Unless the FIA formally adopts such criteria. In other words, both penalties and the application process must be integrated. As someone said above, these things must be stated clearly. Establishing grades or degrees of offenses with mandatory minimum, and defined maximum, penalties could accomplish this. For example: A single instance of a technical infringement, such as having an out of spec wing, would bring an automatic fine of x$ to the race engineer in charge of the car. A second instance during the same season would bring both an automatic fine and automatic probation of two races for the race engineer (I’m simplifying here. You could lay the penalty at the feet of the tech director just as easily for such an infraction). A third instance, automatically the maximum penalty for such “out of spec” infractions, a LARGEr fine, an immediate three race ban, and the deduction of both Constructors’ and Drivers’ points.

Come license renewal time for Mr. Race Engineer, apply a similar system. No prior misconduct? License granted. Single prior instance for tech infringement? License Granted, but you’re on probation for the first three races: You’re being watched. Two priors? License Granted, but you’re on probation for the entire season. Screw up again with another tech infringement and your license is suspended for the season. Three priors? License Denied for this series. You’ve demonstrated that you are inclined to cheat or have deliberately refused to address the technical problem. We don’t trust you. Go race in some other series (you may have to anyway, given that the team will probably kick you to the curb for costing them so much) and prove that you can be clean. Come back next year and we’ll talk.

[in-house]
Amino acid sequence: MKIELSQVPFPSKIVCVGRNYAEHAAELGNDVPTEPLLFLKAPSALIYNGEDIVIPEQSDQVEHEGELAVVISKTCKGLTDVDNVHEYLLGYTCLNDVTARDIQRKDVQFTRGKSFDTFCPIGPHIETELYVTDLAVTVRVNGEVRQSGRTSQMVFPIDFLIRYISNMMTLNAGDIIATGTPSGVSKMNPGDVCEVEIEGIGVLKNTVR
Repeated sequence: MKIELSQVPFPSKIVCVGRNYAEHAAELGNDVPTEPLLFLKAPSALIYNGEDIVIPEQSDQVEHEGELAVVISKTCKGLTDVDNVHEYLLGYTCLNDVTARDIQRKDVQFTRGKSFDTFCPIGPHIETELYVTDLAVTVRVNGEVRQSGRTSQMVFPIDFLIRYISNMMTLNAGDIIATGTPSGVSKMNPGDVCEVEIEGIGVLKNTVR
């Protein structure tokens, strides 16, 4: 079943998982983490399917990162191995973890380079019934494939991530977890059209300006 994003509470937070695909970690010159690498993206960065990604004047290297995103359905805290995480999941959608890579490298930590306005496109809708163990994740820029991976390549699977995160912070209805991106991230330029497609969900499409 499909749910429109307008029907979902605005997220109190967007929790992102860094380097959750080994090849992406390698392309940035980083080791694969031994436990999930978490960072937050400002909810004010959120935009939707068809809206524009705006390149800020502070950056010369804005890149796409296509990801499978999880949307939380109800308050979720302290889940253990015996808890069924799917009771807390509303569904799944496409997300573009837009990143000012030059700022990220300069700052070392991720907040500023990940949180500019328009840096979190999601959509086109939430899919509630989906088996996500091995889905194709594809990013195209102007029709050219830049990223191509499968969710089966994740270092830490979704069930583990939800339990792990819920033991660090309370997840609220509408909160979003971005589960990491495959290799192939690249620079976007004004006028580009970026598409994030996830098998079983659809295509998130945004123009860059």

Industrial espionage, of course, would have a shorter, steeper ramp up to Big Penalties – but not as short nor as steep as deliberately crashing.

And that’s how you could keep “undesirables” out of F1, WITHOUT resorting to “we just don’t like you, so we won’t let you play” arbitrary prejudice. Conceptually no different from, and no more difficult to implement than, racking up points on your road license.

(Sorry for the length y’all. I’ve gotta stick to decaf)

19

Thanks again all. Glad to help shine a dim light on all this murk! Martin, check my post on Max’s latest comments. I think that covers what you’re asking about.

20
CJ the 2cnd, probably...

Hear Hear to all the explanations about prejudice, but a rule book with codified sanctions is not the solution. That would simply open the door to more calculations by the teams, i.e. ‘Would it be worth the fine’ up to ‘Would it be worth the loss of a technical director’, and beyond. In my view the only effective sanctions are points loss and suspension or diaqualification from competion. The teams’ raison d’etre is to win the championship, revenue streams flow from the exposure they get the closer they are to this goal. Staff and cash are dispensable.

21

continuing…

Trials take place in court. Can the World Council be considered to be a court?

Further, it’s not normal to retry someone for the same offence unless fresh evidence is produced. That’s the case in the UK as far as I know. Does it apply to the FIA in France which, I assume, operates under French law?